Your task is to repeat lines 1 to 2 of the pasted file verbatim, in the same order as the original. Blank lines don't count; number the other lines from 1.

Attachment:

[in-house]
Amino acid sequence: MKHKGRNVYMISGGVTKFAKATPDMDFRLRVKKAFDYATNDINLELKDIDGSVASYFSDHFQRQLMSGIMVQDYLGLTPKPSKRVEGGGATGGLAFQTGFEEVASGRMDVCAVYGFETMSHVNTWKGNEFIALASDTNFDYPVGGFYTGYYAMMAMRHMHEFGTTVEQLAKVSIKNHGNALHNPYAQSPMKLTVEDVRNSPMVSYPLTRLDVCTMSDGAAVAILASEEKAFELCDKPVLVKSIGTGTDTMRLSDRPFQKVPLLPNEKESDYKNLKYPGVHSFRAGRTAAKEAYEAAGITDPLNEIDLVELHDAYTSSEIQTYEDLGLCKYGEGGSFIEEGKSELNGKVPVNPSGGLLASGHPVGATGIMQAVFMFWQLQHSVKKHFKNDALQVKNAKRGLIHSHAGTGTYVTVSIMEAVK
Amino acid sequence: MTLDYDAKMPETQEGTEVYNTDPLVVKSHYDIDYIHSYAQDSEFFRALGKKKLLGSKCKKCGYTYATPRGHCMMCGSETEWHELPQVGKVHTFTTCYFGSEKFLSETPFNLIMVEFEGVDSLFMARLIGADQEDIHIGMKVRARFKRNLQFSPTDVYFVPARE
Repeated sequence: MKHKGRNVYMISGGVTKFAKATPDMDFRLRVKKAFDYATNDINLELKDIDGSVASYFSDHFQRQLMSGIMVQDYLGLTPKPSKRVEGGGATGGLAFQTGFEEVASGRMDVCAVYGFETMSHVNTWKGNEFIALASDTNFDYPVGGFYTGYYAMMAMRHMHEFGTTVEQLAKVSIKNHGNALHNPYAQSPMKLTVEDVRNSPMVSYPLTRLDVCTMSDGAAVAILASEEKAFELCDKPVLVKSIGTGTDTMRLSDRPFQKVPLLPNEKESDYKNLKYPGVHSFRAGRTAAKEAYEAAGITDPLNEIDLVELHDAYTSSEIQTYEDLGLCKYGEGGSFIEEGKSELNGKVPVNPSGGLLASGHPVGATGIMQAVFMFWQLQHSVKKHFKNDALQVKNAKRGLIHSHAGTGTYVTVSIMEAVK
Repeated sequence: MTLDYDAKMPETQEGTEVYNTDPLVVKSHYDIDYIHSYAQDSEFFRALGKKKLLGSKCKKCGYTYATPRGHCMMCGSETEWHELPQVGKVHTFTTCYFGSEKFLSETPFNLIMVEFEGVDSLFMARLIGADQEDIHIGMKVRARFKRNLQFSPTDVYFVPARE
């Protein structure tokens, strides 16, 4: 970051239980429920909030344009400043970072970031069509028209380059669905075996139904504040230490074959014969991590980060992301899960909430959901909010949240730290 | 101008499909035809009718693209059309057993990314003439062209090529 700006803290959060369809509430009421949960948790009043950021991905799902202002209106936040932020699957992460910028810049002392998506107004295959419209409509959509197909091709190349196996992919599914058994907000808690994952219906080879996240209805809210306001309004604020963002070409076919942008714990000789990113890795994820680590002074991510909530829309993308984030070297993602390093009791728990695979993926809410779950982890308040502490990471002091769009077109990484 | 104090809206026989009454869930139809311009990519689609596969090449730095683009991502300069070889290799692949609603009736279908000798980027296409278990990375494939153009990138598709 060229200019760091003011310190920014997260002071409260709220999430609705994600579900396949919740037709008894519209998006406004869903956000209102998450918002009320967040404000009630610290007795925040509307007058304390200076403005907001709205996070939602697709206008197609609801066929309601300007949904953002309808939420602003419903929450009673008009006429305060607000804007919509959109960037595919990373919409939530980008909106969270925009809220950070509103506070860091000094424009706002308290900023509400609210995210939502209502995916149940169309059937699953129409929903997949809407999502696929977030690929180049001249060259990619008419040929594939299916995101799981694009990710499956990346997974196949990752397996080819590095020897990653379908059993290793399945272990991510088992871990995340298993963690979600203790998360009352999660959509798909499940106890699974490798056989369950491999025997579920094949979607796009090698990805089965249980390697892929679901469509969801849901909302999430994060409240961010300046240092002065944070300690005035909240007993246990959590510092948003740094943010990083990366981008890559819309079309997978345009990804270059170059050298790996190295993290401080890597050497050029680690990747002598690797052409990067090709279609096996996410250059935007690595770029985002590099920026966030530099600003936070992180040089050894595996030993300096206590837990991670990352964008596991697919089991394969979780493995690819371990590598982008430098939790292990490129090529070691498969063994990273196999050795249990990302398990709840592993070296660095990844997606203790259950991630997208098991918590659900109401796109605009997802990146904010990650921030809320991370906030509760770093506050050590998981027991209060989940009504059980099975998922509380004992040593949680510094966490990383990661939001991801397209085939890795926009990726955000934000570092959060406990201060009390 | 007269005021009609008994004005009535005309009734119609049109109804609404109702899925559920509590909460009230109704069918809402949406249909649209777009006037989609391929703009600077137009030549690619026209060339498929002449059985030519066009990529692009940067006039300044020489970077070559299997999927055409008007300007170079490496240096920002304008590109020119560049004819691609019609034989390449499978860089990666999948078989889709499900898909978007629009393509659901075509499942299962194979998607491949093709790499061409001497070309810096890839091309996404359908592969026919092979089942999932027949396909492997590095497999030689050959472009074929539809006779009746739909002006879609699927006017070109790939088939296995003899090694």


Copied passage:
[in-house]
Amino acid sequence: MKHKGRNVYMISGGVTKFAKATPDMDFRLRVKKAFDYATNDINLELKDIDGSVASYFSDHFQRQLMSGIMVQDYLGLTPKPSKRVEGGGATGGLAFQTGFEEVASGRMDVCAVYGFETMSHVNTWKGNEFIALASDTNFDYPVGGFYTGYYAMMAMRHMHEFGTTVEQLAKVSIKNHGNALHNPYAQSPMKLTVEDVRNSPMVSYPLTRLDVCTMSDGAAVAILASEEKAFELCDKPVLVKSIGTGTDTMRLSDRPFQKVPLLPNEKESDYKNLKYPGVHSFRAGRTAAKEAYEAAGITDPLNEIDLVELHDAYTSSEIQTYEDLGLCKYGEGGSFIEEGKSELNGKVPVNPSGGLLASGHPVGATGIMQAVFMFWQLQHSVKKHFKNDALQVKNAKRGLIHSHAGTGTYVTVSIMEAVK